0 Comments · Tuesday, June 24, 2014
Country Music can be slippery territory for musical theater:
It deals with primal emotions, lost love, heartbreak and gettin’ even. That might
make for a powerful musical.
by Nick Swartsell
35 days ago
Posted In: News
at 09:06 AM | Permalink
Lytle Park changes, early voting hours and mummies
All right. It's time for the good stuff, the bad stuff and the ugly stuff in today's news. Fair warning — the ugly stuff involves a mummy.Big changes are coming to the Lytle Park area. Alterations to the area’s historic district designation are set to pass City Council today. Western and Southern Financial Group, which owns the whole dang area many of the buildings around the district, wants to expand its office space and will need the ability to tear down a parking garage and some other buildings in the historic district to do so. So it's asked the city's planning commission to change the district, which expires this year. The changes were folded into the renewal of the area's historic designation and have gone through the commission and City Council's Neighborhoods Committee and now just need final approval.The area became the city’s first historic district when it was designated such in 1964. The district as it is currently drawn prevents the changes Western and Southern would like to make, but the proposed redrawn boundaries would leave the buildings in question out of the district. There are a few historic buildings in the district whose designation would change due to the plan, including the University Club and the Sheakley Building. The owners of those buildings said they have big investments in the historic structures, however and would not be significantly changing or selling them.Meanwhile, Western and Southern is gearing up to convert the Anna Louise Inn into a luxury hotel. The Inn, which was run by nonprofit Cincinnati Union Bethel, served as a women’s shelter for over 100 years before being purchased by the company after a long legal battle. Because low-income women escaping abuse and exploitation just don’t look good in a neighborhood you’re trying to turn into a shimmering and artificial oasis of ludicrous wealth.• Funding disparities between two affordable housing projects in the city are raising questions about the ways the city allocates money for such projects. A 100-unit supportive living site in Avondale requested $500,000 in funds last year from the city, and its application has still not been processed despite council approving the project. Meanwhile, a vote later this month could send $1.8 million toward 40 units of affordable housing in Pendleton. Difficulties have popped up with the site chosen for the Avondale project, but some on council, including Yvette Simpson, are questioning why money is going to the more recent Pendleton proposal over the Avondale site. Advocates for housing in the city say the two projects aren't competing and that funding should be found for both.• The city of Cincinnati was awarded $1 million in federal transportation grants Tuesday. The city announced it will use the money for bike trails. Half will go to an expansion of a trail in Westwood, and the other half will go to fixing up part of the trail near Lunken Airport. The city will pitch in another $125,000 for both projects.• Ohio Secretary of State Jon Husted has set early voting hours for the state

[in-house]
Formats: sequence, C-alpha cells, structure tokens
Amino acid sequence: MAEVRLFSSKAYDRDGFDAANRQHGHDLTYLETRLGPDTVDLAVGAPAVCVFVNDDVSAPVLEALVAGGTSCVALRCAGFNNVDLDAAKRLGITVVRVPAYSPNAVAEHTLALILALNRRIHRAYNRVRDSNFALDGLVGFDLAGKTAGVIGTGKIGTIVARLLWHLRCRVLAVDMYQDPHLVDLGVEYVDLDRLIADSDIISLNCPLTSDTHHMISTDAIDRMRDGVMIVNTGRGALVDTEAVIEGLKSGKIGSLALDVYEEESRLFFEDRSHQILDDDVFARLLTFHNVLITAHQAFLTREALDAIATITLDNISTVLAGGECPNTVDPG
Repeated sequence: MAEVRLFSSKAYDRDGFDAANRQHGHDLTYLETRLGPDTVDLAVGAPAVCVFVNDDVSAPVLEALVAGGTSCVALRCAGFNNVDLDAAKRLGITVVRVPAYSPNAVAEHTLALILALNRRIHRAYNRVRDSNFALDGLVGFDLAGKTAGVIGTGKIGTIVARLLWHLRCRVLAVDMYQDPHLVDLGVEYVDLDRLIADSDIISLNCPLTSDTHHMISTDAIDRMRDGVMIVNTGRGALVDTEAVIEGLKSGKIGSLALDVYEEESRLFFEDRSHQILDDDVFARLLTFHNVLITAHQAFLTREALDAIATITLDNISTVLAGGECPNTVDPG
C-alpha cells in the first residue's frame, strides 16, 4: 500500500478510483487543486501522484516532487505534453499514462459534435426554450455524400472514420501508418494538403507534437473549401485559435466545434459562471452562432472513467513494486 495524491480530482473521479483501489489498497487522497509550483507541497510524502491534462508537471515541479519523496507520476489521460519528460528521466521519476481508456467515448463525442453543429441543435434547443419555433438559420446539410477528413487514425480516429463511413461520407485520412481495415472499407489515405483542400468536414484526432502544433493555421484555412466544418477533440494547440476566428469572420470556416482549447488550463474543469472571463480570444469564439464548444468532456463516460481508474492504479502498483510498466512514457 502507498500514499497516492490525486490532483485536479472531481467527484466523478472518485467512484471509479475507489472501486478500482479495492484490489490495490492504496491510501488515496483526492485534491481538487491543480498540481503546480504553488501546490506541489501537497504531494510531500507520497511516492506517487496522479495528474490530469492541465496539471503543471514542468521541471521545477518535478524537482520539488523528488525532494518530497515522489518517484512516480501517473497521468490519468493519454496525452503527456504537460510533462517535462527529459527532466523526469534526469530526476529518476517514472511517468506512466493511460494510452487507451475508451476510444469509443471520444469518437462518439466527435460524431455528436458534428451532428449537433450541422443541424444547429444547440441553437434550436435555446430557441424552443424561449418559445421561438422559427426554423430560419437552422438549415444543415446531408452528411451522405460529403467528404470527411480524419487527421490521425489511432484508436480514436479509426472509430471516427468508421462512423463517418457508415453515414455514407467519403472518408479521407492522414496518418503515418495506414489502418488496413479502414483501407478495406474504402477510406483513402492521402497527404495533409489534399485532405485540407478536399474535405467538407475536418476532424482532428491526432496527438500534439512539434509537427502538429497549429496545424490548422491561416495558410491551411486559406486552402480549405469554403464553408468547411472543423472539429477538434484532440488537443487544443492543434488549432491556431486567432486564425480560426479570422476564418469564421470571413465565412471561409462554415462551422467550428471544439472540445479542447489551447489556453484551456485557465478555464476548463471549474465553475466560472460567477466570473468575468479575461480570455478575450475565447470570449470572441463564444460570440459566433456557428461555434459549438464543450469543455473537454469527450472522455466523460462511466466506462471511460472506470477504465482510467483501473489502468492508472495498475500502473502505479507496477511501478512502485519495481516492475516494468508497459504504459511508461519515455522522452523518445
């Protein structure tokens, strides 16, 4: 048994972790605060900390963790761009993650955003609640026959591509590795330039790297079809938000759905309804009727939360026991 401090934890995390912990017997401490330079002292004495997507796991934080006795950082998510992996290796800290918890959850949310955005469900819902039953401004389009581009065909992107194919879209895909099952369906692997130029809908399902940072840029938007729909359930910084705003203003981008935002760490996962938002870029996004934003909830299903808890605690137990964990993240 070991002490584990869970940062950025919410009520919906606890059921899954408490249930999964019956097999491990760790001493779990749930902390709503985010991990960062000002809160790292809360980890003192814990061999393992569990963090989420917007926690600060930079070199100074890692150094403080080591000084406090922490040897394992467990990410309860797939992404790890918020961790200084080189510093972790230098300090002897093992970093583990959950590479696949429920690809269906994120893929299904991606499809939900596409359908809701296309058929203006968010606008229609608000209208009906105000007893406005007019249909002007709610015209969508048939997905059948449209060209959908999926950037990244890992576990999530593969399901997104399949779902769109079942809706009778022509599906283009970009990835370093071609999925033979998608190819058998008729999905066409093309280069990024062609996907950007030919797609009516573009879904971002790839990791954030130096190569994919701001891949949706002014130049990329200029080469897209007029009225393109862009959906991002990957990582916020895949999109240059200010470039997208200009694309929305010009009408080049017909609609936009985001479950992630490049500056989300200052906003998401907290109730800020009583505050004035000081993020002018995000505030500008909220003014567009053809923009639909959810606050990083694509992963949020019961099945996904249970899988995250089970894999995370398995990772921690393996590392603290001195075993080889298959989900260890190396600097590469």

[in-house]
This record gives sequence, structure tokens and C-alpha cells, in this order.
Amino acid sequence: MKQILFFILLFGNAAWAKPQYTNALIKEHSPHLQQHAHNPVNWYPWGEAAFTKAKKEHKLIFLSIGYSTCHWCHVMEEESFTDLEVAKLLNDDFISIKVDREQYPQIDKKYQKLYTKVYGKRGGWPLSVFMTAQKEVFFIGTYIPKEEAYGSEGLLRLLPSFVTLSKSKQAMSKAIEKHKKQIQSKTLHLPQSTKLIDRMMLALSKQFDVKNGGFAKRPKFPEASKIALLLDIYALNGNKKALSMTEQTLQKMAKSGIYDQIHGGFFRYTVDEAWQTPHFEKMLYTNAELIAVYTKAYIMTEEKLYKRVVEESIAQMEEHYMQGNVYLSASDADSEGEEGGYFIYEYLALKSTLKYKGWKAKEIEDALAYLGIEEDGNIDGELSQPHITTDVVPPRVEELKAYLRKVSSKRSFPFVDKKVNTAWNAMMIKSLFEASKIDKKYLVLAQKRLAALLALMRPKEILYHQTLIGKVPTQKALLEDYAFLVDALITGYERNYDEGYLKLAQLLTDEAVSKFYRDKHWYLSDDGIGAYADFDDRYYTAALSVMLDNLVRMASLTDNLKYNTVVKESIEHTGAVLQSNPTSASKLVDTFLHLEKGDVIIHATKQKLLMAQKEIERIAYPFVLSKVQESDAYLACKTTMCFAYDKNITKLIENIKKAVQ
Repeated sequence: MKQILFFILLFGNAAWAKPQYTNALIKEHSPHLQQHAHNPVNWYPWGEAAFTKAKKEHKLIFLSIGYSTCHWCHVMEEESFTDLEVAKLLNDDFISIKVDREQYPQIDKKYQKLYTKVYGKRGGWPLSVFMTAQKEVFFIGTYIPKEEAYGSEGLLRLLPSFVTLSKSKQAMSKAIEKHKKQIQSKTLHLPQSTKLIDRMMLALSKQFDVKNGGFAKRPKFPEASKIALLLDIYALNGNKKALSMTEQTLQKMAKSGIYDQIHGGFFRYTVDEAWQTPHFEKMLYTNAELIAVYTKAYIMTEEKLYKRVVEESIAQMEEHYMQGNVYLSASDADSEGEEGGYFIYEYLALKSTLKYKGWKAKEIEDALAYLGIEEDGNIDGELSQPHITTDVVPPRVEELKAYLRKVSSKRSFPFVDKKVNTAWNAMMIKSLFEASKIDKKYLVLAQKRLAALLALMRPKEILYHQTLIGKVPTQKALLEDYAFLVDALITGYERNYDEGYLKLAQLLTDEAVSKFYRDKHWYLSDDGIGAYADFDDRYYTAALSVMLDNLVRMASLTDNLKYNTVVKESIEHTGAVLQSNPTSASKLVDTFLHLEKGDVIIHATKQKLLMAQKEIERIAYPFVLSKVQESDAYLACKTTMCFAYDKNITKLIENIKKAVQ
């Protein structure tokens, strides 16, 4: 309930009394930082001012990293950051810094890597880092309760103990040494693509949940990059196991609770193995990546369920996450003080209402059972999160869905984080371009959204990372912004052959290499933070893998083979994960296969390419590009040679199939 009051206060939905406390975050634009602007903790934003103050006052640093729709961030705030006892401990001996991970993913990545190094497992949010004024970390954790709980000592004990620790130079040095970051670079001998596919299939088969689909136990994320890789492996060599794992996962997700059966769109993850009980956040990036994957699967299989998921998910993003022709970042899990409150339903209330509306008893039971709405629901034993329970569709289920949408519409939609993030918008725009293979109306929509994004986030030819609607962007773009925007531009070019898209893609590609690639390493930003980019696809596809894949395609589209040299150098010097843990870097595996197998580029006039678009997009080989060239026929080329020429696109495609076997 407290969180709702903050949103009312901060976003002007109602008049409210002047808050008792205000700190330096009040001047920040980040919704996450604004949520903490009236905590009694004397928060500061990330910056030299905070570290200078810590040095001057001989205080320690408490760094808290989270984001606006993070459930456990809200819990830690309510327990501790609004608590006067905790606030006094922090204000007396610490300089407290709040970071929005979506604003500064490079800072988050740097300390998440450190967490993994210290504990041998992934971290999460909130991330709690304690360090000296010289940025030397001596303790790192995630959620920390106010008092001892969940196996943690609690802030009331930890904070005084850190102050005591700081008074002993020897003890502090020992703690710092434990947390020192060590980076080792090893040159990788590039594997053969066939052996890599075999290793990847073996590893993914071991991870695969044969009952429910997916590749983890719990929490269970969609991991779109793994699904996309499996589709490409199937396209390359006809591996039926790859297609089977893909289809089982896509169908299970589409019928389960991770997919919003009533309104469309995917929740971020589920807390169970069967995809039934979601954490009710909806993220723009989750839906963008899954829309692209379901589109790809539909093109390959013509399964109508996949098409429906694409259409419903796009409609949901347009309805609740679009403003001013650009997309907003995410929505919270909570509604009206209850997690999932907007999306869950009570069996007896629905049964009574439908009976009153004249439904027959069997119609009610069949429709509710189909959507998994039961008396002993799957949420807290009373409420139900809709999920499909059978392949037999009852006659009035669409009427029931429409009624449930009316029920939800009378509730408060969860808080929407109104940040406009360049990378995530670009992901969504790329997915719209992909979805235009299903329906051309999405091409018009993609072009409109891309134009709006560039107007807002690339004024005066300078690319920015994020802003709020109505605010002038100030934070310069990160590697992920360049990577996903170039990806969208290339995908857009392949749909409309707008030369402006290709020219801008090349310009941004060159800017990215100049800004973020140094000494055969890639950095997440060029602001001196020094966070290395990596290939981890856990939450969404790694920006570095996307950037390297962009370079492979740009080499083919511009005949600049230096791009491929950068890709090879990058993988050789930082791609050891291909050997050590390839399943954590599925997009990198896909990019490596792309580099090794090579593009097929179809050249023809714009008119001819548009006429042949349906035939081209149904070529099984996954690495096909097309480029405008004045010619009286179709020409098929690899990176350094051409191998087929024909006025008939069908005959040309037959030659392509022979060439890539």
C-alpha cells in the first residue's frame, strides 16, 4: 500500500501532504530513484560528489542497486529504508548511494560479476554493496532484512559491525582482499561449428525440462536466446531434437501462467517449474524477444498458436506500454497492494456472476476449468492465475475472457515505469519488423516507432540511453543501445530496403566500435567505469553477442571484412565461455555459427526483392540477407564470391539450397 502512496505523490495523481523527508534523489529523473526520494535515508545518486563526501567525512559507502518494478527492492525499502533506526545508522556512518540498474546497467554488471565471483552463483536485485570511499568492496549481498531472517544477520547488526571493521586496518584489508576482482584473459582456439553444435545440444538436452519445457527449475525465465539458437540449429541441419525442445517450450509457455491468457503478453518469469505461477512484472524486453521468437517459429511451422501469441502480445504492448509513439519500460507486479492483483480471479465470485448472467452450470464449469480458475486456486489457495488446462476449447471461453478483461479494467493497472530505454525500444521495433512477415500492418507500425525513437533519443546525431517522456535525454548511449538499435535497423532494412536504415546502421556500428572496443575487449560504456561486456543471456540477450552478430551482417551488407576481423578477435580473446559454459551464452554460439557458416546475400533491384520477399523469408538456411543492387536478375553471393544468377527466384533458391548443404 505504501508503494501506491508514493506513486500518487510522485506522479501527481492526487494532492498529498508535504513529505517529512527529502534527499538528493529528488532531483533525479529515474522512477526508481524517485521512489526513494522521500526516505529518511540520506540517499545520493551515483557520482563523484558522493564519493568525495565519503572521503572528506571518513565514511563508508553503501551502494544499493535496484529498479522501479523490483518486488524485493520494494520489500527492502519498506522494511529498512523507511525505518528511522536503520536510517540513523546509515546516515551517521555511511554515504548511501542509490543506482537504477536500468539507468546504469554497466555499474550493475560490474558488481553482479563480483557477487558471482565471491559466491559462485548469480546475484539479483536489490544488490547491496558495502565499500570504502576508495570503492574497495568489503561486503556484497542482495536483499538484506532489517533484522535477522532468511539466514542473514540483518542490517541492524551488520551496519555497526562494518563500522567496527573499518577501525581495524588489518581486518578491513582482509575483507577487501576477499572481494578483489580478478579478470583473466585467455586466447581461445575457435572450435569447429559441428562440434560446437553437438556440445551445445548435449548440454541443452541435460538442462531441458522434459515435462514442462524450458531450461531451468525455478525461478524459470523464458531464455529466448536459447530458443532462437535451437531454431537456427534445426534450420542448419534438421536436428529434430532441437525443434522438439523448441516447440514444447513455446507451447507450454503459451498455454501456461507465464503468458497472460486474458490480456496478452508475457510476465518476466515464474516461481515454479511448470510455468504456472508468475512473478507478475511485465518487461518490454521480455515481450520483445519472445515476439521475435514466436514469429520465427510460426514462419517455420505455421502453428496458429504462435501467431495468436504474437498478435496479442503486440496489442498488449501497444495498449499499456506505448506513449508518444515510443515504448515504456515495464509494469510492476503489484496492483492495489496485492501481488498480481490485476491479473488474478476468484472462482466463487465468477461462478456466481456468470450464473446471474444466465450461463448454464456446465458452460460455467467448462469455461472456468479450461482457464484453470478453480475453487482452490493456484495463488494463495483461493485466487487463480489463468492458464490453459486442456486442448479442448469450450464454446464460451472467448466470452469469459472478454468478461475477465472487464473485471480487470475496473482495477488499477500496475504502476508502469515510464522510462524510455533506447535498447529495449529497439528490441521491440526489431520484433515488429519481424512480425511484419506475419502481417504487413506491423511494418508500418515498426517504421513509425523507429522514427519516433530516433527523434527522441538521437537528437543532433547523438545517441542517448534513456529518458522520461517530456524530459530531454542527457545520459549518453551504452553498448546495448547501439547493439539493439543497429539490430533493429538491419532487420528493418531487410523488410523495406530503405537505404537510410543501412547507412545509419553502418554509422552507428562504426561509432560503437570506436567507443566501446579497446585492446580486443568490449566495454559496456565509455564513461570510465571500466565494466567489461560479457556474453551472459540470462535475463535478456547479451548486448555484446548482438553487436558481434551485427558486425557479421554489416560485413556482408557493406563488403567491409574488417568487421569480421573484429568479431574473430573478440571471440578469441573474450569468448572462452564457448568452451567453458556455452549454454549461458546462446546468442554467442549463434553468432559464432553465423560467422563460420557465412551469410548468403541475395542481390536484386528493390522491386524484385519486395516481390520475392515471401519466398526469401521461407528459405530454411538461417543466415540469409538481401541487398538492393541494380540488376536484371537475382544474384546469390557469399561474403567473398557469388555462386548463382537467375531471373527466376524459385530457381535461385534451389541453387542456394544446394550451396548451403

but only after some arm-twisting by the Supreme Court. Originally,
Husted had moved to eliminate early voting the Sunday and Monday before
election day. He claimed the move was for more uniformity in voting
hours across the state. Voting rights advocates, however, claimed the
changes curtailed voting opportunities, especially for minority voters.The
Supreme Court agreed that, you know, generally giving people the chance
to vote is good and ordered Ohio to reinstate the days. Now the time frame is set. Voters will be able to cast ballots from 8 a.m. to 5 p.m.
Monday through Friday in the month before the election and will be able
to vote from 8 a.m. to 12 p.m. on Saturday, 1 p.m. to 5 p.m. Sunday and 8 a.m.
to 2 p.m. the Monday before election day. This schedule starts in August.• In the category of “surreal, awful things that could only happen in an Ohio rustbelt city,” a boy exploring an abandoned house in Dayton found… a mummy. Apparently the man who once lived in the house hung himself in a closet, which preserved his body. He wasn’t discovered for five years, until the curiosity of youth led the boy to the house. Multiple levels of disturbing right there.• Finally, the U.S. Patent and Trademark Office today canceled the trademarks for the name of a certain Washington, D.C. based football team on the grounds that the name is “disparaging to Native Americans.” The office went on to say that the name is definitely an ethnic slur and should never have been able to be patented in the first place. In case you're wondering why it took until 2014 to figure that out (I sure was), the trademark was overturned once before, in 1992, but was reinstated by federal courts due to a technicality. The Trademark Office says that no such error exists in this case and that the ruling will likely stand. Finally.